The organization's motto, which Fox believes to the core of her soul, is to kill one and thus save a thousand. Some people, to put it bluntly, deserve to die.

Unfortunately, a former Fraternity member has gone rogue — that would be Cross — and has been targeting his former colleagues. Wesley, although it takes him awhile to accept as much, has the latent skills of a master Fraternity operative, and perhaps is the only guy who can take Cross down. Wes simply needs to train hard enough to unlock these specialties.

Such talents include super speed and agility, a helpful healing factor — thanks to an occasional dip in a pool of what looks like white wax — and the ability to bend a bullet's flightpath after it has left the gun.

Handy stuff.

The film's first act is by far the best, as Wes gets repeatedly battered by Fraternity members who take obvious delight in torturing the newbie. McAvoy makes the punishment look and seem authentic; it's hard not to wince at each knife slash or punch to the face. (One wonders if that rejuvenating bath also repairs broken teeth, as often as Wes gets hit in the mouth, but I guess we're not supposed to go there.)

As befits a story where the alpha babe is known as Fox, the rest of the Fraternity members go by handles rather than ordinary-type names. Wesley gets his weapons training from The Gunsmith, a role imbued with suitable stoicism by Grammy Award-winning music artist Common (who, given his own performance name, seems right at home here).

Marc Warren, recognized from the British TV series Hustle, is The Repairman, the group's deliberately misnamed pugilist; Dato Bakhtadze is quite sinister as the knife-wielding Butcher; and Konstantin Khabensky — who worked with Bekmambetov in Night Watch, Day Watch and Irony of Fate: The Continuation — straps little bombs onto rats while fulfilling his role as The Exterminator.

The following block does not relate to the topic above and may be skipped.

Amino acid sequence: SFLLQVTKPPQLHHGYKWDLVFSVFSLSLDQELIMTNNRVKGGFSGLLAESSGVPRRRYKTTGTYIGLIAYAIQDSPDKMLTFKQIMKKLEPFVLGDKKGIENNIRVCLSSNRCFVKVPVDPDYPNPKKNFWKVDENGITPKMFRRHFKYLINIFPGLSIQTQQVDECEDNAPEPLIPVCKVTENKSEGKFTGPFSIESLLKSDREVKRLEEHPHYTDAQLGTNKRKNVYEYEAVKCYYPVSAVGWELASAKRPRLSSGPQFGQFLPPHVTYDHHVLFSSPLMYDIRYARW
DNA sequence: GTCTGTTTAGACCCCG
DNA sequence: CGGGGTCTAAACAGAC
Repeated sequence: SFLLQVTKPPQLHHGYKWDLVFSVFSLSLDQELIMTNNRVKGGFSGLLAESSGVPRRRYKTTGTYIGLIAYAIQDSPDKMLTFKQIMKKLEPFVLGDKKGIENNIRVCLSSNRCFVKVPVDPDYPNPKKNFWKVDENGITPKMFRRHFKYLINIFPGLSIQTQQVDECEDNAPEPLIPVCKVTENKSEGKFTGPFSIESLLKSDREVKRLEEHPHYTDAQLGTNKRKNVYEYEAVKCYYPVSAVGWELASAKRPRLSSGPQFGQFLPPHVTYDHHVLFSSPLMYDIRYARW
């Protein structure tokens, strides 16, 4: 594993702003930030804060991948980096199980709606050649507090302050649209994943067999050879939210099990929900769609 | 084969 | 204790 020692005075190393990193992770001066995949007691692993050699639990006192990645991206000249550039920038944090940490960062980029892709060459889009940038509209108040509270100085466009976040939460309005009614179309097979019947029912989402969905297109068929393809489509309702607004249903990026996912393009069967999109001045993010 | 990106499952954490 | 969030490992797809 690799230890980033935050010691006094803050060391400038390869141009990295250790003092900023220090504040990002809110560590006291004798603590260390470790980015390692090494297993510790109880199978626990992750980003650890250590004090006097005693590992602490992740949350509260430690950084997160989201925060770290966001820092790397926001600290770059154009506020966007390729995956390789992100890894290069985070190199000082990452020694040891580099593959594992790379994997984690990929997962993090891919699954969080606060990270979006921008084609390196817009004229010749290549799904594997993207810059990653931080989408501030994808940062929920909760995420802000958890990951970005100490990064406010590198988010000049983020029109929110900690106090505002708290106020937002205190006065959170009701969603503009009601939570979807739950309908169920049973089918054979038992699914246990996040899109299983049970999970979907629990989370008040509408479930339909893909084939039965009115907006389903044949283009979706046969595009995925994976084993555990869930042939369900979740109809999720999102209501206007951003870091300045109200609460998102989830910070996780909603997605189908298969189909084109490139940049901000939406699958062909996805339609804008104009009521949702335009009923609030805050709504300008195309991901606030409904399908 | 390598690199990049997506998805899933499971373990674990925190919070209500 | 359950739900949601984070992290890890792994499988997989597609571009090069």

Such mordant flourishes are a welcome relief from the increasingly silly action scenes, which can't help making us wonder why any of these Fraternity operatives ever could be killed. Their superhuman skills and senses seem easily equipped to permit the dodging of bullets, despite the gory sequences — both played for corrosive laughter — that open and close this film.

And when Wesley walks away from the horrific train accident that climaxes the second act, it's time to throw up our hands and abandon all semblance of logic, which also is the point at which we cease to care about any of these characters. How can we? They're not "real" by any reasonable definition; each is as strong or oddly vulnerable as any given scene demands.

The train sequence also illustrates another issue that becomes more bothersome as the story progresses: the collateral damage involving civilians. It's one thing for Fraternity members to selective assassinate their targets — or each other — but something entirely different when scores (hundreds?) of innocents get taken out in the heat of battle. The story's already thin veneer of moral certitude wavers and then vanishes completely ... as does our willingness to accept Wesley as a put-upon hero.

As cinematic pulp, Wanted is a helluva ride, although it lacks the truly outrageous momentum of, say, Clive Owen's recent starring turn in Shoot 'em Up or Jason Statham's wild-eyed sprint through Crank. Bekmambetov's film has a better storyline than both those crazed flicks, but they're more fun to watch ... McAvoy and Jolie notwithstanding.

Point being, plenty of Asian, American and European filmmakers are better at this stuff than Bekmambetov. Folks may love him back in Russia, but that doesn't make him ready for prime time on this side of the world.